who has written better and reasoned much more closely to the issues. I particularly agreed with her in Calhoun.
Conservative that I am, I listen to the liberal voice because I have learned its wisdom too often not to heed all sound.
Justice Sotomayor has become the heart of the Court; arrogant, vicious and wild to some extent, which when placed in
context along Charlotte Bronte's observation: The heart has hidden treasures, in secret kept, in silence sealed, defines
Sonia Sotomayor. Unfortunately, a heart can be broken, and, if worn on the judicial gown sleeve, such wounding can lead to a regrettable illegitimate dissent. But I have great expectations for a Justice with a gold heart. [angel]
"Of Time And The River," by Thomas Wolfe. I've had this sitting on my shelf for years, having started and abandoned it at least six times since the year 2000, and am determined to get thru it this time. There are individual passages that are breathtaking, but there's an awful lot of vamping for time in between them.
Wolfe has been elusive for me as well. Look Homeward Angel sat unread for an unusually long time.
A man who recognized his genius early, but portrayed his life while pursued by tuberculosis.
I suspect he knew his time would be brief.
"A Tree Grows in Brooklyn," I somehow missed this one as a kid and a few months back read a book "When Books Went to War," which described the military's program of working with book publisher during WWII to produce cheap, easily portable books for the servicemen and "A Tree Grows in Brooklyn" was mentioned several times as a favorite. Just started it, so I'll report back when I've gotten into it.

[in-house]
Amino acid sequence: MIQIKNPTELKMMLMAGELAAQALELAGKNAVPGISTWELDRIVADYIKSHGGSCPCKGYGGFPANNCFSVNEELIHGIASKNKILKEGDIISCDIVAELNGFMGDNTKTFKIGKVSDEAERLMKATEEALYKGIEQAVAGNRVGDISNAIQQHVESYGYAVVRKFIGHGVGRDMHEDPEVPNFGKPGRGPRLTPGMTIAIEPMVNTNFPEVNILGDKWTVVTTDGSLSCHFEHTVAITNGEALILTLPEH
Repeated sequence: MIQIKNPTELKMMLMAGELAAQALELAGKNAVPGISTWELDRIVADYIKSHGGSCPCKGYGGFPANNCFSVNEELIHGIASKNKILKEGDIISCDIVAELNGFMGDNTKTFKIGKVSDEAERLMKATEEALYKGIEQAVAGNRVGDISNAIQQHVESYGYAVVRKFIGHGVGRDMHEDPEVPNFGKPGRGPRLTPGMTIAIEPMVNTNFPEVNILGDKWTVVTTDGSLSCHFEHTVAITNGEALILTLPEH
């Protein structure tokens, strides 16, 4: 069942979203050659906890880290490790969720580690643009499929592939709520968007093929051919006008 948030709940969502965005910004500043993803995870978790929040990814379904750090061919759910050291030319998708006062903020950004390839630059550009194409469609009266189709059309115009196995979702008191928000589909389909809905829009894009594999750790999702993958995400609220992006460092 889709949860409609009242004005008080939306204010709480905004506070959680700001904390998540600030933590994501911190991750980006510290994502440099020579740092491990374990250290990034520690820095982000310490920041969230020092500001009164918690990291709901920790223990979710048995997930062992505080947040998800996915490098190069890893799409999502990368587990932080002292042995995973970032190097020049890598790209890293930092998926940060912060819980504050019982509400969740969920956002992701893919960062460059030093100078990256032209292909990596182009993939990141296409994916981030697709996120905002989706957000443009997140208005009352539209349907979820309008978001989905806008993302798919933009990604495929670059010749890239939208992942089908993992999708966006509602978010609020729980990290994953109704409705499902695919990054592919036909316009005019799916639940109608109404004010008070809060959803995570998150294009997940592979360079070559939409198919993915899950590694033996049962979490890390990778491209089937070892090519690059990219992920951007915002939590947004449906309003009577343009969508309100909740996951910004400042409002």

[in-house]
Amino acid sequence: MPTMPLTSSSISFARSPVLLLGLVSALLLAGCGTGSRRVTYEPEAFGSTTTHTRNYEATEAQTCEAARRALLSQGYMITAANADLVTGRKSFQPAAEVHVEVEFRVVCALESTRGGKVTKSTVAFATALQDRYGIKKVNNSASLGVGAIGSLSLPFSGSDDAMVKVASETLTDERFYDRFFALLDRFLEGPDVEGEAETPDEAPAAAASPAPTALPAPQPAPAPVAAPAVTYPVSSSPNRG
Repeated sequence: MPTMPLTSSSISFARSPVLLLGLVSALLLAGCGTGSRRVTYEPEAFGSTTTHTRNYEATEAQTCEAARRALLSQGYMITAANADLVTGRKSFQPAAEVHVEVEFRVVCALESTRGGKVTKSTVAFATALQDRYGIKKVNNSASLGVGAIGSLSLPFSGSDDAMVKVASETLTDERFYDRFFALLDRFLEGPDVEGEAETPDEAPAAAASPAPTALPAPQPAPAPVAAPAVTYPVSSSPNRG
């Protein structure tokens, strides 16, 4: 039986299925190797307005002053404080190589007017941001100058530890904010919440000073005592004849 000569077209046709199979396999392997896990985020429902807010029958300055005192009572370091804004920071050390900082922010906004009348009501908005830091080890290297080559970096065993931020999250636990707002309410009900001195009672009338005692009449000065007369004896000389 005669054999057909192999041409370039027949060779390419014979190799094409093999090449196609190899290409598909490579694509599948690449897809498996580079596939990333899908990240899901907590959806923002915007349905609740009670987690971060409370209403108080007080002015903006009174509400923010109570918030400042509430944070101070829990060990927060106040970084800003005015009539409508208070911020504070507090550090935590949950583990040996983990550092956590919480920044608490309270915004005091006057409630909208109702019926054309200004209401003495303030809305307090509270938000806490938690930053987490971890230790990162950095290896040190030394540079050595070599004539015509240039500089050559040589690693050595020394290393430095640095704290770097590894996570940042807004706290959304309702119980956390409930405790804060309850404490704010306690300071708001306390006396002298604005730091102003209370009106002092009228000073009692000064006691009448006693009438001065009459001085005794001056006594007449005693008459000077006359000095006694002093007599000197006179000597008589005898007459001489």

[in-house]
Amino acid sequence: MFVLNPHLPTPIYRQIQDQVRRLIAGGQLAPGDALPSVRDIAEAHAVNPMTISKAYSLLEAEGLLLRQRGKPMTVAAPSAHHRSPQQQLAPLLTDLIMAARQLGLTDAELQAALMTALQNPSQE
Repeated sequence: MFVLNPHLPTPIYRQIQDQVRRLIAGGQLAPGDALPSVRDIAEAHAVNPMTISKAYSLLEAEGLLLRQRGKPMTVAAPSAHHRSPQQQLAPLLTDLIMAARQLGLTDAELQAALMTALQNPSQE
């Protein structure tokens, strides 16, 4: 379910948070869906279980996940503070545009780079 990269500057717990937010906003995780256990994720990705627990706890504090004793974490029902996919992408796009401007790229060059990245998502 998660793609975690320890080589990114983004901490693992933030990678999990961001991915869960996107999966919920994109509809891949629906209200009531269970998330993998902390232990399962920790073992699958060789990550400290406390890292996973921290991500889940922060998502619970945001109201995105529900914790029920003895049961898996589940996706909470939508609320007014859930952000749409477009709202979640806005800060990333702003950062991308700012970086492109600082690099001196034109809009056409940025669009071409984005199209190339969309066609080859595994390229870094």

I tried it but the grinding poverty and dark depressing story just wore me out.
A Tree Grows in Brooklyn endears as Hugo's The Hunchback of Notre Dame.
"Grinding poverty" is an incredibly apt decryption, but despite that - and at times it does emotionally wear me down - I am enjoying the book. And the character and integrity with which some of the characters approach their poverty is awe inspiring.
I just read a scene where Katie - the mother of two, with a third on its way, has just buried her husband, is too pregnant to do her work as a maid (scrubbing floors, no light dusting for her), is out of money, might have to pull her children (age 13 and 14) out of school to get jobs so that the family can eat - is offered money as compensation owed her dead husband by his friend and local bar owner.